written by – Rangers Report
With the Scottish Championship nearing the quarter point, it seemed like a good time to share this season’s advanced offensive stats for Rangers.
Back in 2013, Ben Puglsey of Statsbomb & Objective Footy explained why you should always evaluate players using per 90 metrics, rather than just the raw data. “It gives us context when evaluating players who play wildly different minutes over the course of a season. Raw numbers can be misleading. It really is vital to convert a player’s numbers into per 90 format if we want to understand how well a player performed given his minutes played.”
“Per 90 may take a little getting used to, and the numbers in the per 90 chart may look a little odd at first glance, but once one looks at player stats in per 90 format, it’s awfully difficult to go back to using a player’s raw stats for evaluation and comparison purposes.”
So, below you will find the scoring rate per 90 minutes & their Expected Goals per 90 minutes. Then as a means to assess whether a player is outperforming or under-performing based on those numbers, the difference between the two is included. Additionally, a player’s shooting percentage is included (the percentage of goals scored per shot on target). Lastly, the players raw data of total non-penalty goals are there.
|Player||Goals/90||xG/90||Diff||Sh %||Total NPG|
- While Dean Shiels stats are skewed by his lack of minutes (123), nearly every time an advanced stat is presented — Shiels tops the charts.
- Players like Lee Wallace, James Tavernier & Barrie McKay are probably not going to keep up this pace. Not only does the difference between Goals/90 & xG/90 reflect that so does their high shooting percentages. At this rate, Wallace will score 22 goals this season…that’s not going to happen. Tavernier is projected to get 16 at this rate & McKay is slotted to get 12. If they maintain shooting shooting percentages close to 35-40%, that production seems more plausible but still not likely.
- Players like Jason Holt & Kenny Miller are scoring at a rate that they should be, given their Expected Goals rates. If Miller’s minutes are managed, he could sustain this rate – especially at a Championship level. Holt, on the otherhand, came in on a hot streak given his shooting percentage was at 63% last season. That is not sustainable so it’s not likely that he can keep scoring at a 0.41 goals/90 rate but his current Expected Goals rate suggests that when he creates chances for himself they are of a high quality.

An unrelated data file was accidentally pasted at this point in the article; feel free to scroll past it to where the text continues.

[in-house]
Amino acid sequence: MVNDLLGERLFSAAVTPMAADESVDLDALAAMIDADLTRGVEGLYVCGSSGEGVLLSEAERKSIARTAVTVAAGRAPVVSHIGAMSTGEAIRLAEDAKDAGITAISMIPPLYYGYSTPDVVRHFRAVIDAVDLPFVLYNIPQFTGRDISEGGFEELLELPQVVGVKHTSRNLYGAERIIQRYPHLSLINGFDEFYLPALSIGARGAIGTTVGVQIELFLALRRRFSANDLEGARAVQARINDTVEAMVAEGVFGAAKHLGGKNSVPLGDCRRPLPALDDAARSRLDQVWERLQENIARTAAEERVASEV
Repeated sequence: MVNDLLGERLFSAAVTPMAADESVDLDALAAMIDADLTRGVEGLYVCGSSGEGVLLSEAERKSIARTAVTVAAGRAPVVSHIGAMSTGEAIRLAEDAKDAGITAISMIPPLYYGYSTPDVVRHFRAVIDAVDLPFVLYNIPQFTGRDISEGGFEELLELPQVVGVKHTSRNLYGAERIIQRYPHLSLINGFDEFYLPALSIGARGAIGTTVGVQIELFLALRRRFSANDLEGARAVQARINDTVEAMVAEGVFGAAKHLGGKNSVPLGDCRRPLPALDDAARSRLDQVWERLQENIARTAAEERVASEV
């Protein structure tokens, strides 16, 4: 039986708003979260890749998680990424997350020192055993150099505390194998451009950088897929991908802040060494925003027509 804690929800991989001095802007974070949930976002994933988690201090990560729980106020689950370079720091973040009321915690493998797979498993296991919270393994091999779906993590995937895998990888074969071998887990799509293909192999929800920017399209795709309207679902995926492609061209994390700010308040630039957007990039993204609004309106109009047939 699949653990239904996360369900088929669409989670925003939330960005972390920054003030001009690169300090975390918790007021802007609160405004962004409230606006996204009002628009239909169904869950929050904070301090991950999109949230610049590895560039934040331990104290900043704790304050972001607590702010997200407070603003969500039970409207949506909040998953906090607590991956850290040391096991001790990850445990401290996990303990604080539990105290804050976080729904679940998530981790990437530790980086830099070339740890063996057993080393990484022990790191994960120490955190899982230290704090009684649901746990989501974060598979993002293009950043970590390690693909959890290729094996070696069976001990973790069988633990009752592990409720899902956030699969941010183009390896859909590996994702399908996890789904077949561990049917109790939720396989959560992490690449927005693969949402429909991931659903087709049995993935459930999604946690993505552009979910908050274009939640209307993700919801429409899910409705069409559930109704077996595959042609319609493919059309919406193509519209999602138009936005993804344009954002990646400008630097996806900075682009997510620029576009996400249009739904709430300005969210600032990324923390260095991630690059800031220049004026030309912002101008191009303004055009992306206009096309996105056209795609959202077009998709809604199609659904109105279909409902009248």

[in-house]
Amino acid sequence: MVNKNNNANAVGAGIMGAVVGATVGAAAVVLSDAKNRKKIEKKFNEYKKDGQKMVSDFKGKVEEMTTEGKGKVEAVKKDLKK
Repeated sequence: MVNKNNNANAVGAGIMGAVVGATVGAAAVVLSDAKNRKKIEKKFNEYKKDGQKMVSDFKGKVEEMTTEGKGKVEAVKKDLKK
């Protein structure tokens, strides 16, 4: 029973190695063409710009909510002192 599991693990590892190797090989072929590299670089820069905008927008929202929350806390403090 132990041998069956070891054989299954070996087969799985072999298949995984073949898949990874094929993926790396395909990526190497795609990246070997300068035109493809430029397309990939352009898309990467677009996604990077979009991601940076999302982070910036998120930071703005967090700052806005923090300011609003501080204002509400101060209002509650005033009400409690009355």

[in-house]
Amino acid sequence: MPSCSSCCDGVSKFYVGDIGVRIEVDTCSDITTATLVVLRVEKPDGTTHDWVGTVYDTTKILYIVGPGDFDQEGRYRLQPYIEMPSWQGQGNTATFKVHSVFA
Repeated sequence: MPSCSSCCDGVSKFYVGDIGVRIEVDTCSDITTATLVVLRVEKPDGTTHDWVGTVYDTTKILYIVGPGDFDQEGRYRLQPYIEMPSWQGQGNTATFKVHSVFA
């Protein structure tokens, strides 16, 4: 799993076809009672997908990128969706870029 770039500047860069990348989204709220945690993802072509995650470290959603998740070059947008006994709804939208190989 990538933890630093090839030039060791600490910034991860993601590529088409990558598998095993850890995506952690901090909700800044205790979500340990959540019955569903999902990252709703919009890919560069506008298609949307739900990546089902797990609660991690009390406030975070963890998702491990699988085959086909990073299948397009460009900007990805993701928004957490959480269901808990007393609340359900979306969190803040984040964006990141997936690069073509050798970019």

- The only player on Rangers who is underperforming based on his Expected Goals is the player whose primary job is to score goals. Yes, Martyn Waghorn has eight goals on the season, but six have come from the penalty spot. In the run of play, he has not been up-to-par when it comes to scoring. However, it should be noted that Waghorn’s current production is actually on par to the rest of his career. His career goals per 90 rate is 0.33 & last season it was 0.34. It’s slightly lower this season, mainly because of his finishing. His 0.286 shooting percentage is below his career rate of 0.37. What’s interesting is that his shooting accuracy (the percentage of shots that are on target) is actually up this season compared to last (0.37 compared to 0.32). While his all-around play & versatility has been a revelation this season, this may just be who Waghorn is as a goal scorer. As of now, he is on pace for 11 non-penalty goals – which isn’t bad but it’s also not that great.
- It should be noted that this statistic is partly subjective based on the official Opta scorer tracking the match. There have been goals set-up by players that appeared to earn the assist but the official scorer leaves his name of the scoresheet. Also, keep in mind the assist goes to the last player to touch the ball before it ends up on the feet of the goalscorer. In a match earlier this season, everyone was giving the assist to Jason Holt or Gedion Zelalem (my memory is failing me) as they whipped the goal towards goal. But right before the ball was fired home, a sliding Waghorn got a toe on it before it fell to the actual goalscorer (again, memory issues) & Waghorn got the assist. So it’s a funny stat, but in the long run can also be a very useful stat.
- Many are anointing Barrie McKay as being among Rangers best players this season & the stats support that claim. The fact that he is contributing an assist in every other game on average is a big reason why his play can be a catalyst to Rangers success. He has had a tinge of consistency problems this season but he is a young, developing player who is more than proving his worth so far.
- While the statistics weren’t too flattering with regard to Martyn Waghorn’s goal scoring, these numbers support what the ‘eyetest’ tells us – that he is a very capable, all-around forward at this level.
Points (non-penalty goals + assist):
- Barrie McKay, Lee Wallace, Martyn Waghorn, & James Tavernier have each played a role in 28% of Rangers non-penalty goals this season. Again, this is where the statistics support the ‘eyeball’ test. If you polled supporters on who have been the best players this season – these four names would likely be among the top vote getters.
Stats only include league matches. Including stats from cup matches can skew the output, especially when playing against League One or League Two teams. For example, when I wrote last year about Kris Boyd’s poor goal per 90 minutes last January – some readers exclaimed, “But he’s scored ten goals! How is that bad?” Boyd had three goals in league matches & seven in cup matches. His goals per 90 in league matches last season was 0.16, but if you include cup matches it was 0.36.
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